CIA Shows Dissident Russian Officials How to Send the Agency Their Secrets

In a historic first, America’s premier espionage agency is going online to recruit Russian spies. The CIA is now instructing Russian ‘digital-walk-ins’ on how to use an encrypted access node to its website to provide clandestine information on Russia, from their home, office, or internet café.

“Russia’s invasion of Ukraine has prompted more Russians to take the risky step of getting in touch with the intelligence agency, officials said,” according to the Washington Post.

‘Walk-ins’ are those well-placed individuals who simply walk in to a U.S. embassy to volunteer information on their country. They are then vetted and debriefed. Often, they are recruited for more intelligence gathering.

But by going online, the Agency is expanding that opportunity digitally to a far greater pool.

The paper added:

“Concerned Russians are trying to engage CIA, and we wanted to provide a way to safely contact us,” said a CIA official, who, like others, spoke on the condition of anonymity to describe sensitive intelligence issues.

In Russian language messages on social media sites like Instagram, the CIA published instructions on how to covertly volunteer information.

A CIA spokesperson told The Post in an email that the new instructions are aimed at “those who feel compelled to reach us because of the Russian government’s unjust war,” adding, “Our global mission demands that individuals can contact us securely from anywhere.”


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Shane Harris of The Post explains:

To ensure the would-be informants are not caught by Russian state security, the CIA spelled out detailed Russian-language instructions in three social media posts on how to use the Tor Internet browser, which lets users move online anonymously, as well as virtual private networks, or VPNs. The steps will open a dedicated channel to the CIA that is more secure than navigating to the agency using an ordinary Web browser or Internet connection.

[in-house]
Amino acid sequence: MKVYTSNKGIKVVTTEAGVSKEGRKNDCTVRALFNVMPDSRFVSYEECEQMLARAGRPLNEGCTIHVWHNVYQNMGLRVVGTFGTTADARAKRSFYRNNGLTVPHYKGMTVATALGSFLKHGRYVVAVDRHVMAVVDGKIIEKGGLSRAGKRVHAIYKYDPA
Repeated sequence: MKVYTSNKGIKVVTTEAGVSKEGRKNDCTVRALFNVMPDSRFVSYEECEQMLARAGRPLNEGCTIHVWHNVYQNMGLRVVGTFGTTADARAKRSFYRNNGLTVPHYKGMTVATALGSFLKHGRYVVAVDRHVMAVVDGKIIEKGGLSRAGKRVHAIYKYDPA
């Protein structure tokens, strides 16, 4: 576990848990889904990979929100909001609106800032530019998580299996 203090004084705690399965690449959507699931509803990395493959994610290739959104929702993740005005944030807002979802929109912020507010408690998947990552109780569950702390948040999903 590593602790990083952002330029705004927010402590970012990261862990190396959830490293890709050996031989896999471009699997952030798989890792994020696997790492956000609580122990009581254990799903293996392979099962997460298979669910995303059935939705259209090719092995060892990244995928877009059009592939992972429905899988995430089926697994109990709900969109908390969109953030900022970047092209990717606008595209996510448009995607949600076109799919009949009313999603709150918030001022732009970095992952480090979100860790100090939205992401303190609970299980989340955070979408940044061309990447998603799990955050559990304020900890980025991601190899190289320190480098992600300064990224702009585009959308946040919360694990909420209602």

“Do not use your home or office computer to get in touch with us,” the agency cautions in its step-by-step guide. To circumvent online monitors, Russians should use a VPN that is not based in Russia, China or other countries considered “unfriendly” to the United States. Free VPNs are generally inferior to paid services, the CIA advises, encouraging its contacts to spring for a premium version.

Harris continues:

The agency asks digital walk-ins to provide their full name, the country from which they are corresponding, their official position and “what access you have to information of interest to our organization.”

There is no guarantee that the information Russians pass over the transom will be useful. But the fact the CIA looked for a way to make it easier for motivated Russians to make contact suggests there are many potential recruits queuing up, intelligence veterans said.

“It is a signal that they are being overwhelmed by people trying to contact U.S. intelligence in ways that are less than secure,” said John Sipher, a former CIA officer who served for nearly 30 years, including in Russia. “In this day and age, I think it is appropriate to offer means for initial contact that are safer than walking into an embassy or approaching an American on the street.”

However, Russian security services won’t just allow this to happen without attempting to counter it in some way. The Post notes: “Dan Hoffman, a retired intelligence officer who served as the CIA’s top official in Moscow, said Russian counterintelligence will be on heightened alert for those looking to spill secrets.”

“You want to be really careful with Russians who are seeking to provide information. The FSB [successor to the KGB] in particular will be watching for people,” Hoffman said.

Still, this effort clearly shows that the Agency believes the number of well-placed, disaffected Russians with valuable information is more than worth any risks. ADN

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